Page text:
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Session 13 - Large Scale Structure & Cosmology.
Display session, Monday, January 13
Metropolitan Ballroom,

[13.01] Diffuse Microwave Emission Survey

R. A. Shafer, J. Mather (GSFC), A. Kogut, D. J. Fixsen (HSTX), M. Seiffert, P. M. Lubin (UCSB), S. M. Levin (JPL)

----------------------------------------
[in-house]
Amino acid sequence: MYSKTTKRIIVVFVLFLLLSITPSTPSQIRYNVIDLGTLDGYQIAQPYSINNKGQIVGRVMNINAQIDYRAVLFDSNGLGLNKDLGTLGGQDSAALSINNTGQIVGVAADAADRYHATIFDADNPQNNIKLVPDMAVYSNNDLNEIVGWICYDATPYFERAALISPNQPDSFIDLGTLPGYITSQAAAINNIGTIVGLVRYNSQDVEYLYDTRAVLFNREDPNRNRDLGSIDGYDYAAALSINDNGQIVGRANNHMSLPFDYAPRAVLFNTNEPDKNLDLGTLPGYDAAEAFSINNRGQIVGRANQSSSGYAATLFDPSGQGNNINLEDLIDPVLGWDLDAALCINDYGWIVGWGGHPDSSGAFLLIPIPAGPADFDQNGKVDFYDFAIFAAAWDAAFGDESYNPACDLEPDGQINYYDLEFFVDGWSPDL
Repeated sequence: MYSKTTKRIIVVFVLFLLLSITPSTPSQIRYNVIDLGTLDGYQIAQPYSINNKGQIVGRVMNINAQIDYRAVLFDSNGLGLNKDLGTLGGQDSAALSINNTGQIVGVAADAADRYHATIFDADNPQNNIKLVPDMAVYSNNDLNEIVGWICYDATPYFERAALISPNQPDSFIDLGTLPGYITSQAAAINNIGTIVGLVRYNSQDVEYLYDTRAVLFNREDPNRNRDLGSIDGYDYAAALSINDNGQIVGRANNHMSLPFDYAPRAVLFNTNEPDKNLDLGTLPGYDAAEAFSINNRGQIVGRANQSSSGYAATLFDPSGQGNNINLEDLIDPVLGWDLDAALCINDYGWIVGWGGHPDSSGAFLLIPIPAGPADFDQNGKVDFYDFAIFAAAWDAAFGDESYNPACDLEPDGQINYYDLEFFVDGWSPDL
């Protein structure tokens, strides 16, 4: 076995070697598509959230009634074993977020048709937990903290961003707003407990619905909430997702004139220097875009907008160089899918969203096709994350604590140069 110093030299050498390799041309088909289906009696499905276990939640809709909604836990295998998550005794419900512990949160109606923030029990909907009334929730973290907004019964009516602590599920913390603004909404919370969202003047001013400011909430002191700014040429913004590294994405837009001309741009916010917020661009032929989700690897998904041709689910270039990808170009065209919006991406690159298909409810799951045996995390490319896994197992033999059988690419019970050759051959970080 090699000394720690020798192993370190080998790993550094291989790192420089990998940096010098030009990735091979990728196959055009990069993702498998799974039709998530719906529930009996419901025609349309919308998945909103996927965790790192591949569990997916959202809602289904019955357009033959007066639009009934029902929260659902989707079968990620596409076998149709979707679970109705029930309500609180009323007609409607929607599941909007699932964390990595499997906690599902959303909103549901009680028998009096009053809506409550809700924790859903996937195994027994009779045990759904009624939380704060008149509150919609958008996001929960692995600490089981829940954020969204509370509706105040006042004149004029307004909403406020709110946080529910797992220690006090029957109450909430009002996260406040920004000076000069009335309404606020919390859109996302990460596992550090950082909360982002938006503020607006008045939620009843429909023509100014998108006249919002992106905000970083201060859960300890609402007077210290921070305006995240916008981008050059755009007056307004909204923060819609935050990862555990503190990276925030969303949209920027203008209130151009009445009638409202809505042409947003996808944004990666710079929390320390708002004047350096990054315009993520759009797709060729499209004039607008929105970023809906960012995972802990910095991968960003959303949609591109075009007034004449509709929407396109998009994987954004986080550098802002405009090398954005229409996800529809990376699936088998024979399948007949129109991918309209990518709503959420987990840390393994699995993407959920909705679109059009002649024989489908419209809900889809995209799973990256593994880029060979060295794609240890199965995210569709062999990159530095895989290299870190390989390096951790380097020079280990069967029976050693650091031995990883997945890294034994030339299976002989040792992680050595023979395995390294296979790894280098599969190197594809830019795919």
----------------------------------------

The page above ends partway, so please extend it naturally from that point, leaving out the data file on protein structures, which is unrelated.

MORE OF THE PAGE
The Diffuse Microwave Emission Survey (DIMES) is a mission concept selected by NASA in 1995 to answer fundamental questions about the content and history of the universe. DIMES will use a set of absolutely calibrated cryogenic radiometers from a space platform to measure the frequency spectrum of the cosmic microwave background (CMB) at wavelengths 15--0.3 cm (frequency 2--100 GHz) to precision 0.1 mK or better. Measurements at centimeter wavelengths probe different physical processes than the COBE-FIRAS spectra at shorter wavelengths, and complement the anisotropy measurements from DMR, balloon and ground-based instruments, and the planned MAP and COBRAS/SAMBA satellites. DIMES will observe the free-free signal from early photoionization to establish the precise epoch of structure formation, and will measure or limit energy release at redshift 10^4 < z < 10^7 by measuring the chemical potential distortion of the CMB spectrum. Both are likely under current cosmological theory and allowed by current measurement limits; even an upper limit at the expected sensitivity 10^-5 MJy/sr will place important constraints on the matter content, structure, and evolution of the universe. Detecting these distortions or showing that they do not exist constitutes the last frontier of CMB observations.

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